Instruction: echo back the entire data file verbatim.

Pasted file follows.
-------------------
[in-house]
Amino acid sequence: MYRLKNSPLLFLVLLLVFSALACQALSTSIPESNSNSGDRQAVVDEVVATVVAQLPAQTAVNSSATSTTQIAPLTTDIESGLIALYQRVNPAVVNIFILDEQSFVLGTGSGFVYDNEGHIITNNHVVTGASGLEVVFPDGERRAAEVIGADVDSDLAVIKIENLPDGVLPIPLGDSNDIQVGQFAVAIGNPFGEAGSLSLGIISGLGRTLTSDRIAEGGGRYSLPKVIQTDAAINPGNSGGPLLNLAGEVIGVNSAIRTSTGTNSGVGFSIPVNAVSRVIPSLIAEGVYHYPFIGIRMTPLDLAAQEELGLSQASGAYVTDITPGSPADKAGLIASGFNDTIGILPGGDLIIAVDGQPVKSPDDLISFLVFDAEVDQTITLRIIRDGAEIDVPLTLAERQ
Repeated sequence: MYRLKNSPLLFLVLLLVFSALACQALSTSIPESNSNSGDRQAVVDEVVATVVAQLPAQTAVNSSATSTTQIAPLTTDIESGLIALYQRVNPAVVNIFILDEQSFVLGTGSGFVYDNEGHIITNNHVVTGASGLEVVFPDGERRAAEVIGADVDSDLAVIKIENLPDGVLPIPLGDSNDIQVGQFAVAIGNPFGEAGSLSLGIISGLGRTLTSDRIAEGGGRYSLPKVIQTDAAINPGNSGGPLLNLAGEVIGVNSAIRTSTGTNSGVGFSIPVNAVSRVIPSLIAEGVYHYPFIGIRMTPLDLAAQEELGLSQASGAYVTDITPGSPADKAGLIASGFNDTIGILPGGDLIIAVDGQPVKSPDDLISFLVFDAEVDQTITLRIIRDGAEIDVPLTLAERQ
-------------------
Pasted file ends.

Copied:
[in-house]
Amino acid sequence: MYRLKNSPLLFLVLLLVFSALACQALSTSIPESNSNSGDRQAVVDEVVATVVAQLPAQTAVNSSATSTTQIAPLTTDIESGLIALYQRVNPAVVNIFILDEQSFVLGTGSGFVYDNEGHIITNNHVVTGASGLEVVFPDGERRAAEVIGADVDSDLAVIKIENLPDGVLPIPLGDSNDIQVGQFAVAIGNPFGEAGSLSLGIISGLGRTLTSDRIAEGGGRYSLPKVIQTDAAINPGNSGGPLLNLAGEVIGVNSAIRTSTGTNSGVGFSIPVNAVSRVIPSLIAEGVYHYPFIGIRMTPLDLAAQEELGLSQASGAYVTDITPGSPADKAGLIASGFNDTIGILPGGDLIIAVDGQPVKSPDDLISFLVFDAEVDQTITLRIIRDGAEIDVPLTLAERQ
Repeated sequence: MYRLKNSPLLFLVLLLVFSALACQALSTSIPESNSNSGDRQAVVDEVVATVVAQLPAQTAVNSSATSTTQIAPLTTDIESGLIALYQRVNPAVVNIFILDEQSFVLGTGSGFVYDNEGHIITNNHVVTGASGLEVVFPDGERRAAEVIGADVDSDLAVIKIENLPDGVLPIPLGDSNDIQVGQFAVAIGNPFGEAGSLSLGIISGLGRTLTSDRIAEGGGRYSLPKVIQTDAAINPGNSGGPLLNLAGEVIGVNSAIRTSTGTNSGVGFSIPVNAVSRVIPSLIAEGVYHYPFIGIRMTPLDLAAQEELGLSQASGAYVTDITPGSPADKAGLIASGFNDTIGILPGGDLIIAVDGQPVKSPDDLISFLVFDAEVDQTITLRIIRDGAEIDVPLTLAERQ